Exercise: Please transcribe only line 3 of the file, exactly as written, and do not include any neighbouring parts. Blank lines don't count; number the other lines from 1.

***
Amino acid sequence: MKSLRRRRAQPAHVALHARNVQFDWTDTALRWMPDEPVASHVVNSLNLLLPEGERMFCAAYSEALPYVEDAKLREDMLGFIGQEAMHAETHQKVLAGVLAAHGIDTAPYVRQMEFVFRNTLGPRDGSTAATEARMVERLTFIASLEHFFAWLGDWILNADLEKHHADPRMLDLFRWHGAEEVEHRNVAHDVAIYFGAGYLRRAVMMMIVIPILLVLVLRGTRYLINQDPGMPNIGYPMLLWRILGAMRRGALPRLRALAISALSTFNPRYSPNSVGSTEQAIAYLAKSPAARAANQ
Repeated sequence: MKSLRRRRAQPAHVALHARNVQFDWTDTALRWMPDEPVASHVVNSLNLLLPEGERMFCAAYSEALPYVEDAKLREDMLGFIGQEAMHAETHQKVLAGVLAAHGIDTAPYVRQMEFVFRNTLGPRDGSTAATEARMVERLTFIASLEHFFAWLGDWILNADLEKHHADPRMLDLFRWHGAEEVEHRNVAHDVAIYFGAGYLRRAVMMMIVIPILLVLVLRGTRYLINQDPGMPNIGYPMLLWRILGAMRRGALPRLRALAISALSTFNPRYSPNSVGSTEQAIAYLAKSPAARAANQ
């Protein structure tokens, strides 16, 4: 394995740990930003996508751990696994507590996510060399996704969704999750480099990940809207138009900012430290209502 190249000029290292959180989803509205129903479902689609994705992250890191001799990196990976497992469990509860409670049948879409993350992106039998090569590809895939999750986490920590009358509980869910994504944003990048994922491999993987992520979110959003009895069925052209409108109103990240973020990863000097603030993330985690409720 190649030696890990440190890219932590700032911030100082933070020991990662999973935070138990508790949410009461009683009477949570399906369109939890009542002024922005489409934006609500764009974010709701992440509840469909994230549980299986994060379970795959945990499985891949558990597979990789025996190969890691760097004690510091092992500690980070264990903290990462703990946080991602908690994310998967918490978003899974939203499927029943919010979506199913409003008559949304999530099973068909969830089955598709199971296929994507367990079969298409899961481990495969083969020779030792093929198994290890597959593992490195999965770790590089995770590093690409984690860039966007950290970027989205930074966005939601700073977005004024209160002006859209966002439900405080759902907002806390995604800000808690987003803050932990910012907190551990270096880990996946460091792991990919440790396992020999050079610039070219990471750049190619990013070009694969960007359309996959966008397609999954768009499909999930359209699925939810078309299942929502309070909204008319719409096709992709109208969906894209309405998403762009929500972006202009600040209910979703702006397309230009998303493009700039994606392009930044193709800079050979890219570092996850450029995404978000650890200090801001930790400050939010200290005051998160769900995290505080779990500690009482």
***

């Protein structure tokens, strides 16, 4: 394995740990930003996508751990696994507590996510060399996704969704999750480099990940809207138009900012430290209502 190249000029290292959180989803509205129903479902689609994705992250890191001799990196990976497992469990509860409670049948879409993350992106039998090569590809895939999750986490920590009358509980869910994504944003990048994922491999993987992520979110959003009895069925052209409108109103990240973020990863000097603030993330985690409720 190649030696890990440190890219932590700032911030100082933070020991990662999973935070138990508790949410009461009683009477949570399906369109939890009542002024922005489409934006609500764009974010709701992440509840469909994230549980299986994060379970795959945990499985891949558990597979990789025996190969890691760097004690510091092992500690980070264990903290990462703990946080991602908690994310998967918490978003899974939203499927029943919010979506199913409003008559949304999530099973068909969830089955598709199971296929994507367990079969298409899961481990495969083969020779030792093929198994290890597959593992490195999965770790590089995770590093690409984690860039966007950290970027989205930074966005939601700073977005004024209160002006859209966002439900405080759902907002806390995604800000808690987003803050932990910012907190551990270096880990996946460091792991990919440790396992020999050079610039070219990471750049190619990013070009694969960007359309996959966008397609999954768009499909999930359209699925939810078309299942929502309070909204008319719409096709992709109208969906894209309405998403762009929500972006202009600040209910979703702006397309230009998303493009700039994606392009930044193709800079050979890219570092996850450029995404978000650890200090801001930790400050939010200290005051998160769900995290505080779990500690009482």